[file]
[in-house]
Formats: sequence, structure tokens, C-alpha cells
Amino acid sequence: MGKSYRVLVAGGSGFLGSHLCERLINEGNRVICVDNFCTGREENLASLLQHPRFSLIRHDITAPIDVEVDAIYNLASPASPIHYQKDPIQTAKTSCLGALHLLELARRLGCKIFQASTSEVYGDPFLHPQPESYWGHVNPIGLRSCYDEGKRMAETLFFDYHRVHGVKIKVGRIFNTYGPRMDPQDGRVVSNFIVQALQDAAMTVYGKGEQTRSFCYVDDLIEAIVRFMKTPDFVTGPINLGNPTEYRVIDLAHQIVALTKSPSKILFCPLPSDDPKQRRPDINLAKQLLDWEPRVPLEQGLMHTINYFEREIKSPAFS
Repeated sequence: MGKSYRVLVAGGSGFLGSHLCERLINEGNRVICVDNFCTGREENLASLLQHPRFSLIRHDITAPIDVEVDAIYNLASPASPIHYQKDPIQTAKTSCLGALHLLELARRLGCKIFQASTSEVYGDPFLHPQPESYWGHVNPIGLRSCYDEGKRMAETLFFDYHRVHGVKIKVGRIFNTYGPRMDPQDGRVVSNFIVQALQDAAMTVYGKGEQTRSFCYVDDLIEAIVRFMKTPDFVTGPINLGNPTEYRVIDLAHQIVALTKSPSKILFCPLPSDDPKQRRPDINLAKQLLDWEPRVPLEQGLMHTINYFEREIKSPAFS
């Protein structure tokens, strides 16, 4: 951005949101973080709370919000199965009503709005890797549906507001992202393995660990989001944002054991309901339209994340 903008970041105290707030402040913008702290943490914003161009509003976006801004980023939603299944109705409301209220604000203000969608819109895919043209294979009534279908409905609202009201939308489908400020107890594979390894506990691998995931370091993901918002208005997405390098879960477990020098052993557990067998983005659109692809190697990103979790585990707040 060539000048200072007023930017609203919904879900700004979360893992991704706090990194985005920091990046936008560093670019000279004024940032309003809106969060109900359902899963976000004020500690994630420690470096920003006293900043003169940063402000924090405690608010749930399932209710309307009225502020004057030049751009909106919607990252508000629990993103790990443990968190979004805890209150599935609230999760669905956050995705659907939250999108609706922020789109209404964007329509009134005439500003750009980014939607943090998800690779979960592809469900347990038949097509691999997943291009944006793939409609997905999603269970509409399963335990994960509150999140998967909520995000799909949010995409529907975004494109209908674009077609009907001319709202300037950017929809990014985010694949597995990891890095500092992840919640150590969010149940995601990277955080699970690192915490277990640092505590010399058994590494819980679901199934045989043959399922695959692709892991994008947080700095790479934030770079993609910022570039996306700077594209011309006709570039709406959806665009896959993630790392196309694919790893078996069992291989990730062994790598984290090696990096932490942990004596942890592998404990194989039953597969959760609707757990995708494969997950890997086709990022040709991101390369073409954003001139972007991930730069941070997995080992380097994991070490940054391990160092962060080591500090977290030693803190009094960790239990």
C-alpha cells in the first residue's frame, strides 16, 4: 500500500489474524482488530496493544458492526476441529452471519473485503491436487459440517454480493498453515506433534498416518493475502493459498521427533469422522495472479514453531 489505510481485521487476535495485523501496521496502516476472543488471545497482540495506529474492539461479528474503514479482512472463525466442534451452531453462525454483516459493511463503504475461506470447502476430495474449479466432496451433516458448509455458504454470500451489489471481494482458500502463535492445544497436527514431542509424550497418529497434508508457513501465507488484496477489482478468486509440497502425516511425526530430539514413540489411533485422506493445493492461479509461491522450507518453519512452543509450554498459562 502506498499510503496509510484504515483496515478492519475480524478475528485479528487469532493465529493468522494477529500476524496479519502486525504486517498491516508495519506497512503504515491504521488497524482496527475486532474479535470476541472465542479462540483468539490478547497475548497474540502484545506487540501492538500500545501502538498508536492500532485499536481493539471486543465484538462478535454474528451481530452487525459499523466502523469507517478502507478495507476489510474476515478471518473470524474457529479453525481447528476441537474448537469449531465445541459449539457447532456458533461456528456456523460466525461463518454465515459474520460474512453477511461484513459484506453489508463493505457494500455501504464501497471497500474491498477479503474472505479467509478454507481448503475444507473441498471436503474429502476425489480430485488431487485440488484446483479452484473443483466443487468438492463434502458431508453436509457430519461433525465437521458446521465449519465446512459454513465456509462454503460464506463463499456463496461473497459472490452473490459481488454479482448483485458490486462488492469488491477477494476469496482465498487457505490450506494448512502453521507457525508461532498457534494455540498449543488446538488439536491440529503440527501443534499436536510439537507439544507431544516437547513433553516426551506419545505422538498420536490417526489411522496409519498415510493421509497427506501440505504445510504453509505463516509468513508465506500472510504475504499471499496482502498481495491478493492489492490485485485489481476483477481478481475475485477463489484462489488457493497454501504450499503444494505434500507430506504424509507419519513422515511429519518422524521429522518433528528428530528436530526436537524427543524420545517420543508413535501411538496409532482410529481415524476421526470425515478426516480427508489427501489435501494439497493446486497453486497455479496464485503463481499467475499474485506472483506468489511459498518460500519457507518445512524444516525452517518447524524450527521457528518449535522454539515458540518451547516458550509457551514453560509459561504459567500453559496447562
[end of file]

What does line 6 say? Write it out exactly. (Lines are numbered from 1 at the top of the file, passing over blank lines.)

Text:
C-alpha cells in the first residue's frame, strides 16, 4: 500500500489474524482488530496493544458492526476441529452471519473485503491436487459440517454480493498453515506433534498416518493475502493459498521427533469422522495472479514453531 489505510481485521487476535495485523501496521496502516476472543488471545497482540495506529474492539461479528474503514479482512472463525466442534451452531453462525454483516459493511463503504475461506470447502476430495474449479466432496451433516458448509455458504454470500451489489471481494482458500502463535492445544497436527514431542509424550497418529497434508508457513501465507488484496477489482478468486509440497502425516511425526530430539514413540489411533485422506493445493492461479509461491522450507518453519512452543509450554498459562 502506498499510503496509510484504515483496515478492519475480524478475528485479528487469532493465529493468522494477529500476524496479519502486525504486517498491516508495519506497512503504515491504521488497524482496527475486532474479535470476541472465542479462540483468539490478547497475548497474540502484545506487540501492538500500545501502538498508536492500532485499536481493539471486543465484538462478535454474528451481530452487525459499523466502523469507517478502507478495507476489510474476515478471518473470524474457529479453525481447528476441537474448537469449531465445541459449539457447532456458533461456528456456523460466525461463518454465515459474520460474512453477511461484513459484506453489508463493505457494500455501504464501497471497500474491498477479503474472505479467509478454507481448503475444507473441498471436503474429502476425489480430485488431487485440488484446483479452484473443483466443487468438492463434502458431508453436509457430519461433525465437521458446521465449519465446512459454513465456509462454503460464506463463499456463496461473497459472490452473490459481488454479482448483485458490486462488492469488491477477494476469496482465498487457505490450506494448512502453521507457525508461532498457534494455540498449543488446538488439536491440529503440527501443534499436536510439537507439544507431544516437547513433553516426551506419545505422538498420536490417526489411522496409519498415510493421509497427506501440505504445510504453509505463516509468513508465506500472510504475504499471499496482502498481495491478493492489492490485485485489481476483477481478481475475485477463489484462489488457493497454501504450499503444494505434500507430506504424509507419519513422515511429519518422524521429522518433528528428530528436530526436537524427543524420545517420543508413535501411538496409532482410529481415524476421526470425515478426516480427508489427501489435501494439497493446486497453486497455479496464485503463481499467475499474485506472483506468489511459498518460500519457507518445512524444516525452517518447524524450527521457528518449535522454539515458540518451547516458550509457551514453560509459561504459567500453559496447562